I was invited to a meeting of the Social History Group to be a ‘fly on the wall’ so I sat at the back of the hall and tried to be inconspicuous. This proved to be impossible, as group leader Terry Cook likes to involve everyone in his meetings. At this meeting he had chosen to read excerpts from an interesting book entitled “Charles Dickens London Guide 1879 – A Fascinating Guide to Victorian London”, written by Charles Dickens, the younger. As stated in the book it is a Dictionary of London: An Unconventional Handbook”. It was a book for the capital’s well-heeled inhabitants and visitors.It was first published in 1879 and was updated and reprinted every year until the author’s death, from 1880 (the second year) to the final 1896–1897 edition (the eighteenth year).
A lesson to be learned: always check the equipment you are about to use before the actual day on which you wish to use it!
The plan was to show a film called ‘Akenfield’ chosen because of its depiction of a Suffolk farming community during the period of the 1970s and the first world war. Made by the late Peter Hall as a feature film it was shown simultaneously on television and the cinema in 1974. It was unique in that no professional actors were involved but instead local people were recruited, where possible, to play themselves: a school teacher played a school teacher and a gravedigger played…you guessed it. Shot mainly at weekends because most of the cast were working at their normal jobs during the week; with a minimum crew and on the smallest of budgets, it was based on the book of the same name by Ronald Blythe.
That was the plan. However, because of malfunctioning equipment, the projectionist (me), to his horror and acute embarrassment discovered that the DVD would not play! There was no Plan B so Terry, our group leader, decided to hotfoot it back to Southminster to get some standby notes. In the meantime all I could think of doing for the dozen or so members who were there was telling them about the making of the film that they were not about to see!
Terry returned in a relatively short space of time saying that the traffic and roadworks made the trip not worth taking, so now we were really up against it.
While Terry was gallantly trying to fill in by talking about future topics it was down to Jill Taylor to make the suggestion that we might try her laptop which she kindly went home to collect. It worked! And, although starting much later than planned, I believe that most people thought the film worth waiting for. Many thanks, Jill, for saving the day! Unfortunately, there was no time left to discuss the issues it raised, which is something that we usually do. Maybe we can spend 15 minutes doing that before next month’s topic? I’ll make the first comment: some of the Suffolk accents needed sub-titles!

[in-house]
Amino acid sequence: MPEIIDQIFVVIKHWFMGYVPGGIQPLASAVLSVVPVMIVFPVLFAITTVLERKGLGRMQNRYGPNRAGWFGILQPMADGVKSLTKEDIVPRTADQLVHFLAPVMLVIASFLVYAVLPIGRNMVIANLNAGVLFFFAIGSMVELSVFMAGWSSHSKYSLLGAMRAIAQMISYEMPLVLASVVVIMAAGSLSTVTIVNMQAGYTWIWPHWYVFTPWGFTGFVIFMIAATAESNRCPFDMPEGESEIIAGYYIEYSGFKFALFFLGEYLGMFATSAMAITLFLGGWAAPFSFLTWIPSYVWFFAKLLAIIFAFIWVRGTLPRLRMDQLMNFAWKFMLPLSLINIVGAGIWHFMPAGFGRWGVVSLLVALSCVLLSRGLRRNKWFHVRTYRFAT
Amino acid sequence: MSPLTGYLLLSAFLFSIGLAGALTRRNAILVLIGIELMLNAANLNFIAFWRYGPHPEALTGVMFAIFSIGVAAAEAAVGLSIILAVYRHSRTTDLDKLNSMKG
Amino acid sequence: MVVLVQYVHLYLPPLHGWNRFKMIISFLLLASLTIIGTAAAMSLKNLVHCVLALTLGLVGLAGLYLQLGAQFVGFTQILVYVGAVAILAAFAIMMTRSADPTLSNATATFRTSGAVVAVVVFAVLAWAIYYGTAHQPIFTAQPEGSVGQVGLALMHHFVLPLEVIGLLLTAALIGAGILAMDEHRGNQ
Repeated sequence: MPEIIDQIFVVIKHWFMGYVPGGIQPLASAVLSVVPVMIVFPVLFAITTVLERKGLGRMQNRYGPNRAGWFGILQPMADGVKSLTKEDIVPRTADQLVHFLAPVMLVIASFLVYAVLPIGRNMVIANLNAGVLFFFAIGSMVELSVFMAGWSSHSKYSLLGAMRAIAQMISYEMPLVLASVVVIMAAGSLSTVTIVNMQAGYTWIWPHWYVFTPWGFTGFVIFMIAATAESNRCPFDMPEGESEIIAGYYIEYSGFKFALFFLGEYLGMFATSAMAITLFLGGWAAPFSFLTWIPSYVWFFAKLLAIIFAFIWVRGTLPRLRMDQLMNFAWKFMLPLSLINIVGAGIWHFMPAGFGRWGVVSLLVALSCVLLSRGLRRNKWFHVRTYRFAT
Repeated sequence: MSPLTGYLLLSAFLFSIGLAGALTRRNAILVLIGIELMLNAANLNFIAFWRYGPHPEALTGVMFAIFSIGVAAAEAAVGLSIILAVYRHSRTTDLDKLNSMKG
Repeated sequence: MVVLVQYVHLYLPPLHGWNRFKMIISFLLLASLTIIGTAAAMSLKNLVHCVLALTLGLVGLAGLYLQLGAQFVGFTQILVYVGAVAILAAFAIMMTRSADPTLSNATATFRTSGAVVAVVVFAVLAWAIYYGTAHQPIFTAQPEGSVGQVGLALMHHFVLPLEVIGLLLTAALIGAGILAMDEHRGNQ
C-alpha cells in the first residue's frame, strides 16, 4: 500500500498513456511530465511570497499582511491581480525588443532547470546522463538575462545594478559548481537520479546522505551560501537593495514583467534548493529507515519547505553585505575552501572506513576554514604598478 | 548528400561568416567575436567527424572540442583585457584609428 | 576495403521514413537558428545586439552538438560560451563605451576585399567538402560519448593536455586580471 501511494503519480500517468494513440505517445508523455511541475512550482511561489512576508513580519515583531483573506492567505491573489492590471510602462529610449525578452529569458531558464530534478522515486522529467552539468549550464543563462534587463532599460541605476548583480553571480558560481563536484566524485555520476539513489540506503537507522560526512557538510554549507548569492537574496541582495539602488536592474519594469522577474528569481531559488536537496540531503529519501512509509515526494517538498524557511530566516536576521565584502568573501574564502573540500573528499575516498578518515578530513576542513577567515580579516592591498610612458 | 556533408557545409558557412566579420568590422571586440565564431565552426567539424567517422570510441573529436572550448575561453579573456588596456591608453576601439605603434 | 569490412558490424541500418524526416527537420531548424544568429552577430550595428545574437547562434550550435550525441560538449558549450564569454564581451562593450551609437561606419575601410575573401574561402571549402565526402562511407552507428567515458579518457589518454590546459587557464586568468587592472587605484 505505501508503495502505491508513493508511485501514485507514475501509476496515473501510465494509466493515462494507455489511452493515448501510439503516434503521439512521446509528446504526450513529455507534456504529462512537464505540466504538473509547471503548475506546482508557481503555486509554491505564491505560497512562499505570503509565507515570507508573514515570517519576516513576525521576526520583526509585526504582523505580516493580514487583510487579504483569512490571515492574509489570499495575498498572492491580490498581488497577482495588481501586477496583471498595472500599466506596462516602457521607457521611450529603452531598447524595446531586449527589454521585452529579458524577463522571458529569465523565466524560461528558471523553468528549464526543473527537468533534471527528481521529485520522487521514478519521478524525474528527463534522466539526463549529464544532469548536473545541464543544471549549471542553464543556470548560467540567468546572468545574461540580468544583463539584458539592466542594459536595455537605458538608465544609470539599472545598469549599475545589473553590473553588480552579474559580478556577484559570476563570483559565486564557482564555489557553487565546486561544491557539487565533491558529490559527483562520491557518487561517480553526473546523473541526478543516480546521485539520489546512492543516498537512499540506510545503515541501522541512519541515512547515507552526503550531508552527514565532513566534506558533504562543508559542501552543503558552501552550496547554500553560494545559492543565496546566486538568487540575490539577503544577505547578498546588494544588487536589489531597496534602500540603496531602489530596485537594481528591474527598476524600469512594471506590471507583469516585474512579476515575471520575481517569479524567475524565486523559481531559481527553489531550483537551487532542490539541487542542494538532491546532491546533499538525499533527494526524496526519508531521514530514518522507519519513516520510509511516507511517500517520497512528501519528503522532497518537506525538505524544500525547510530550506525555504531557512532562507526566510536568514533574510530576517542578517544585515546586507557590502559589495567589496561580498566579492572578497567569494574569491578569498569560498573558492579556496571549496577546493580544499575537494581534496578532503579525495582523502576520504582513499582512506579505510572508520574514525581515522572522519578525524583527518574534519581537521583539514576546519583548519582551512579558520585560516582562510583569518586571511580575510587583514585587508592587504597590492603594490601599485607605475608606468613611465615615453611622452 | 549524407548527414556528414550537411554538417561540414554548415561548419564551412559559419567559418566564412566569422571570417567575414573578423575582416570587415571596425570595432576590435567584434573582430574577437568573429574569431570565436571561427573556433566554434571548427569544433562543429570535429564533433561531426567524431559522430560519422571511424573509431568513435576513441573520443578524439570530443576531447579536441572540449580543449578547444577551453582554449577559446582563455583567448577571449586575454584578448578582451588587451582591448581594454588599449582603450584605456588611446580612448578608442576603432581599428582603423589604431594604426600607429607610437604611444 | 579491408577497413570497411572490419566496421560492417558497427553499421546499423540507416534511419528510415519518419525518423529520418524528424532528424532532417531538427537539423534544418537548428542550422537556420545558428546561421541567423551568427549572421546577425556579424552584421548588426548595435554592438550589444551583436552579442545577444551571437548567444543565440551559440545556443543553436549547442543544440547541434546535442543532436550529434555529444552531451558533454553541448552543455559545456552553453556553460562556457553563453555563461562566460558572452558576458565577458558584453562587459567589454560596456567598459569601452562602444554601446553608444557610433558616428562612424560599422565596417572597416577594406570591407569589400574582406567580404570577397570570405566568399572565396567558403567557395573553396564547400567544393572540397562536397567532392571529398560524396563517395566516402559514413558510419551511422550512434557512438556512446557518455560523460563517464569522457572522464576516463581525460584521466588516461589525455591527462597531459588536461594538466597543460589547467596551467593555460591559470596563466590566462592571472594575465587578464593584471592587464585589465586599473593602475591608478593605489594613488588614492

And, next month’s topic will be……. ‘The 1930s’.
Terry Cook started by reminding us about the ghost walk in Maldon he had arranged for us on 6 August. He told us that after announcing the trip at the U3A main meeting he now had two spaces on the tour left- if anyone wants to fill these last two spaces they should see Terry. We are paying £3 to the tour guides on the trip. We had a really interesting and enjoyable day at Stansted Mountfitchet last year. Terry does good trips.
This week he split the group into two teams. As a change from our usual format. He had prepared a quiz for us on the hit records of the early 1960s. We were asked to guess artists ranging from Lonny Donegan to Sam the Shand and the Pharoahs. We were reminded that the BBC was still banning records in the 60s. Twinkle’s song about her boyfriend Terry dying in a motorcycle crash was unacceptable to the establishment. The Leader of the pack by the Shangrilas was banned for similar objections to the portrayal of tragic death.
Next month Terry told us that he would bring some sales catalogues which showed the sale of country estates with titles attached.
Terry Cook took the meeting today. He focussed on a book by Marguerite Patten called You are What you eat. This dealt with the sorts of food and the quantities of food through rationing that we were eating during the Second World War. This included such details as the allowance of 1 egg allowed a week or even a fortnight. Formal Government advice on the most productive way to manage your allotment. The group reminisced about hay boxes and laughed about the recipe for mock oyster soup made of fish trimmings and remembered the rabbit ration card.
Terry asked for an expression of interest from the group about arranging a guided trip to discover haunted Maldon.
We spent an enjoyable couple of hours with Terry Cook looking at the sort of things we might have been eating or drinking or watching during the 1960s and seeing what continues to be familiar in our lives today and what has become unacceptable like the marmalade labels which could be swapped for a brooch or a figure playing some kind of musical instrument, or those sweet cigarettes with alluring names like Andy Pandy cigarettes.
Terry painted a picture of the era by reminding us of the key issues like the construction of the Berlin wall, the Profumo affair and the introduction of the pill. This session allowed us to contribute our own memories of the period although our memories were less forthcoming than at the last meeting which involved newspaper stories from 150 years ago. These meetings are very informal with gentle supervision from Terry with each person contributing as much or as little as they wish.
What links a famous 16th century Archbishop of York and a dedicated band of 21st century archaeologists?
The connection was revealed during a fascinating and enlightening illustrated talk by Sharon Hutton-Mayson at our last meeting. Sharon and her family moved into the Grade 2 listed Edwin’s Hall at Woodham Ferrers, a magnificent Tudor mansion in 2001.